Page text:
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Programs Been out of school and working for a few years, want to get PhD, need advice

  1. Apr 16, 2010 #1
    I graduated from a top 10 liberal arts school in 2007 with a degree in math. After school, I worked for a year and change as a computer programmer and I'm now employed as an actuary. Getting an advanced degree is an idea I've entertained for a while, and now I want to try and achieve that goal. I'm fed up with the general attitude of most of the people I work with. There is no intellectual curiosity and very little desire to explore new ideas. Everything revolves around maintaining the status quo and pleasing whoever is in a position you want to have in 5-10 years. As an actuary, I have to fulfill a fair amount of academic requirements, but 95% of what I study is never used in the workplace as only the most basic and well understood concepts are utilized professionally.

    Each year in college, I was able to improve my academic prowess. I feel like I have stagnated since graduation and am no longer bettering myself. My motivation for wanting to go back to school is that I want to keep learning and become a stronger mathematician. It's not really the degree I'm interested in so much as the process that it takes to achieve it. The thing I enjoy most about my job right now is studying for my actuarial exams and solving lots of problems. If I don't have any immediate deadlines, I might end up studying all morning, taking lunch, and then studying all afternoon. I remember one day a month or two ago where I was trying to explain to my coworker that Q and Z are the same size. He wasn't really following, so I tried explaining how 2Z and 10Z are the same size. I spent the rest of the day looking at and remembering theorems from my discrete class years ago, and it was probably the most fun I've had at work in a while. My point with all this isn't to be overly corny, but to establish that I want to go back to school because it's what I want to do, not because it's not what I don't want to do.

    The plan is to apply to programs this winter and start in the fall of 2011. My undergrad GPA was 3.6, and a tenth or two higher in my major. My course load was pretty strong; I would have to double check but I had something like 12 semesters of upper level math including two semesters of graduate level abstract algebra my senior year. I aced the SAT math on minimal preparation so I assume that with some good studying I can also ace the GREs. My main worry is the recommendation part of the application. Some (most?) schools require at least 2 academic recommendations, and it's been a while since I've had any correspondence with my old professors. The other worry is that I won't be considered seriously because of the amount of time I've been away from school for. So:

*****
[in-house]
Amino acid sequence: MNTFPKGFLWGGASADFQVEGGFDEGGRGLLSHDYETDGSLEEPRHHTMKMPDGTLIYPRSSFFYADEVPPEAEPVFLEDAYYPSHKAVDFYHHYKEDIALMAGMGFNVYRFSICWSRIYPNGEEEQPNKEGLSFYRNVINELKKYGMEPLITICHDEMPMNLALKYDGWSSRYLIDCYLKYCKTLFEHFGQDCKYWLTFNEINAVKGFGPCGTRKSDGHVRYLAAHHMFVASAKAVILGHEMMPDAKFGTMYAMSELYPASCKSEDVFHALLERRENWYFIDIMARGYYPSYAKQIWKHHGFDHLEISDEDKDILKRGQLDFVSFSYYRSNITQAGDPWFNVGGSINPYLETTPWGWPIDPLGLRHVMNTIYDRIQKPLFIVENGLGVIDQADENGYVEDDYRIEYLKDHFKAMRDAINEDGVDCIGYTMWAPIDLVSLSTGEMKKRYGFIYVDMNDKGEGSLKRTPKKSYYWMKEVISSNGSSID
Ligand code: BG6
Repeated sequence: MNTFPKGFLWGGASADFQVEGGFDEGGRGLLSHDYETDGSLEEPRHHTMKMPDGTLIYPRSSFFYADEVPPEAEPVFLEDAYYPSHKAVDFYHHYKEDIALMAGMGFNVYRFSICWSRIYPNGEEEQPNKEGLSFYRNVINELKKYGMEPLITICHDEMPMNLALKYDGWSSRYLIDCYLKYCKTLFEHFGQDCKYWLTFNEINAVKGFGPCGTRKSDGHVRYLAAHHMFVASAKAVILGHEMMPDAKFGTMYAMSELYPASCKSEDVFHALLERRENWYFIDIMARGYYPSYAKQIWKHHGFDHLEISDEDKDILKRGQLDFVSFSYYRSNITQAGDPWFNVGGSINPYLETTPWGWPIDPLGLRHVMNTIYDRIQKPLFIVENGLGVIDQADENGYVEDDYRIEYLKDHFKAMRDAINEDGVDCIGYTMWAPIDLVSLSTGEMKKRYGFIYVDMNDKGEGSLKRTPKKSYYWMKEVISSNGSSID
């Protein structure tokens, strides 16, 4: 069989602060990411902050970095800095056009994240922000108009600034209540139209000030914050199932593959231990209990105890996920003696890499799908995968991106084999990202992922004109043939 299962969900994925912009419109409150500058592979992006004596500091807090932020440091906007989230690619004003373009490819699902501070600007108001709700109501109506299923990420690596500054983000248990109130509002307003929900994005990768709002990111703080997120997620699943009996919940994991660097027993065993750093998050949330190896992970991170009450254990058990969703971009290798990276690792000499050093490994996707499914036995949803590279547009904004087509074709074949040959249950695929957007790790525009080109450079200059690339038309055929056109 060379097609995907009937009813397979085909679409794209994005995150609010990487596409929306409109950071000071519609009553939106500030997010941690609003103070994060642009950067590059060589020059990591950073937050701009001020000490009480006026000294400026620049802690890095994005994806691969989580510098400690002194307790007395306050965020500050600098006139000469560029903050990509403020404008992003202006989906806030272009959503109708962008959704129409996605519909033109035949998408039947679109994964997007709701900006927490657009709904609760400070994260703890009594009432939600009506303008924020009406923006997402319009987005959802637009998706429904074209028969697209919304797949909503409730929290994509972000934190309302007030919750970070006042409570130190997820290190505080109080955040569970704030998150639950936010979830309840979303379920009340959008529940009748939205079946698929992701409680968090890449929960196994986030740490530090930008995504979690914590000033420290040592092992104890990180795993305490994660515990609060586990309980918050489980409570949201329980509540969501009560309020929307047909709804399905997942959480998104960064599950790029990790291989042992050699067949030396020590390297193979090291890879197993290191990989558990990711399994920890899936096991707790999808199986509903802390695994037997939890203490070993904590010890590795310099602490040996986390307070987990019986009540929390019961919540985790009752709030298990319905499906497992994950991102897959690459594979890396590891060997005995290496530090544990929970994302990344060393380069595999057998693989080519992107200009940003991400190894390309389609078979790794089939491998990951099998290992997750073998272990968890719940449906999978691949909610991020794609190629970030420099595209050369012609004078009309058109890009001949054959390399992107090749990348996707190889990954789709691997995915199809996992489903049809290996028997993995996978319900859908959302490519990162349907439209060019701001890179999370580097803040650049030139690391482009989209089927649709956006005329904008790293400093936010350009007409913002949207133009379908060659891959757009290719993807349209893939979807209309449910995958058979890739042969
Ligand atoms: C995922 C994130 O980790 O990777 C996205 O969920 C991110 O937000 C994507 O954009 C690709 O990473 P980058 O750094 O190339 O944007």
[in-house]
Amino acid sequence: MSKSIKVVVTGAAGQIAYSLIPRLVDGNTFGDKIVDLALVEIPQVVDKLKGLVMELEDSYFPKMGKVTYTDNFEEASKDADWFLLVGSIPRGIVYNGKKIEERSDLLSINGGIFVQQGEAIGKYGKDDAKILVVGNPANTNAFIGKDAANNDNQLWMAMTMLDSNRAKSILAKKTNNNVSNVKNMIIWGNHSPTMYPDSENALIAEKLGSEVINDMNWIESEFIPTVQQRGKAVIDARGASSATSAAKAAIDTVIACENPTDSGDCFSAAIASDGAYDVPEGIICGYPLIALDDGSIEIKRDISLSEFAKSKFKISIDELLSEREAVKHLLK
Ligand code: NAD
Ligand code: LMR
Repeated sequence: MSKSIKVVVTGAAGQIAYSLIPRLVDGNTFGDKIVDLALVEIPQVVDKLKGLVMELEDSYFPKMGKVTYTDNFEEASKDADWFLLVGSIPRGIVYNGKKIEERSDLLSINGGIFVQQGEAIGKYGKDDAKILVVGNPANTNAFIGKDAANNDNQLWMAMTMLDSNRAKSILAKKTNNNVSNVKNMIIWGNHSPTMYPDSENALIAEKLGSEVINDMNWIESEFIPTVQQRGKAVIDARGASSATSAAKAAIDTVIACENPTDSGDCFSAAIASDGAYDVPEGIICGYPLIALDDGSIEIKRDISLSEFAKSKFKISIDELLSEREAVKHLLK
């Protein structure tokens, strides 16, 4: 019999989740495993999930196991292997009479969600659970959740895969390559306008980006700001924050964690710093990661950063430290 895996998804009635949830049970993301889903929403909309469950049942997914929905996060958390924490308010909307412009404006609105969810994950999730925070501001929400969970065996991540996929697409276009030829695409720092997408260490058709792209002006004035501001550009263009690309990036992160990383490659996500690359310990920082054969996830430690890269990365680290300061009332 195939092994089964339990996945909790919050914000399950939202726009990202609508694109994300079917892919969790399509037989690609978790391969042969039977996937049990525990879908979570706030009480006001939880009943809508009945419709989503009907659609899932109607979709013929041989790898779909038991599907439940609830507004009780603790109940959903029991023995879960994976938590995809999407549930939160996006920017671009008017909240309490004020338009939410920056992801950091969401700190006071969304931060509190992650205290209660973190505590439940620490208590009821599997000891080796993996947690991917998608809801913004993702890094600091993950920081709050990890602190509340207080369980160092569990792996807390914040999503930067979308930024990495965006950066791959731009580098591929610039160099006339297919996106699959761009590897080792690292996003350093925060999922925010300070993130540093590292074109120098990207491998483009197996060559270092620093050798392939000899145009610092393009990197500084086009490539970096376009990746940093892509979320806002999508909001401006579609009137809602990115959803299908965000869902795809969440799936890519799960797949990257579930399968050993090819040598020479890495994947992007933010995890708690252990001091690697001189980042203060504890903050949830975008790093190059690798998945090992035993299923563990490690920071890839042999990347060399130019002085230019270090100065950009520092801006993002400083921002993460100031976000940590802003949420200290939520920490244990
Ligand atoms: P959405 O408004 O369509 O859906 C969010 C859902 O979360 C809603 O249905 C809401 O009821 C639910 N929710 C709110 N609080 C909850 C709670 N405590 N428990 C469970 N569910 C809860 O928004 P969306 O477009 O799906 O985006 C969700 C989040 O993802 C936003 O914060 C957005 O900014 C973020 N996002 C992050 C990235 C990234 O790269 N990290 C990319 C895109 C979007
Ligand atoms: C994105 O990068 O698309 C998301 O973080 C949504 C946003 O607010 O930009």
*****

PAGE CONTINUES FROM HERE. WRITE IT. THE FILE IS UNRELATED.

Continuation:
1) I know that if you are coming out of school and want to pursue a PhD, you do not get an MA beforehand as doing so is highly frowned upon. In my position, would going for an MA before a PhD augment my chances of getting into a strong PhD program later? It would show that I'm serious about what I want to do and it would definitely open me up to stronger recommendations.

    2) If getting an MA is a poor option and applying straight to PhD programs is my best bet, where can I expect to get in? Top 10? Top 20? How much success do people in my position generally have? Will a strong statement of intent help counterbalance average recommendations?

    3) What haven't I thought of and what other comments/advice can you give?

    Thanks for reading, sorry this ended up being quite longwinded. But then again, if you didn't want to waste time, why are you browsing internet forums? : )
     
  2. jcsd
  3. Apr 16, 2010 #2
    Not long winded at all. A PhD is a serious endeavor. Like you said in point one, I wouldn't think about getting a MA if you want to pursue a PhD. It just doesn't make sense to spend more money and time. I would apply straight to the PhD programs that interest you most. You have excellent grades in undergrad so that will help. Plus, you have real world work experience that some don't have. I think you will find success in any program if your heart is in it and you commit yourself. What programs are you looking at currently? If you truly enjoy learning then you should do it. I am not that academic minded to enjoy a PhD program so I went the master's route. I wish you the best of luck in your decision.
     
  4. Apr 19, 2010 #3
    Lots of people in grad school are there after heading out into the real world for 5 or 10 or more years. Your situation is by no means unusual, so don't sweat that.

    If you are a little rusty, getting your masters first may be the best thing. I know many people who did masters, then transferred to other universities. But if possible, try getting straight into a PhD program, I mean it just gives you the "free" option of staying in after the Masters.

    I'd guess in your situation doing well on your Math-subject-test-GRE will be a large factor as to what program you go to. Will give you a good excuse to open up all the old textbooks :) (Btw just to be clear -- I couldn't tell in your post, but the GRE Math subject test is a completely separate test than the GRE general test that happens to have a math section.).
     
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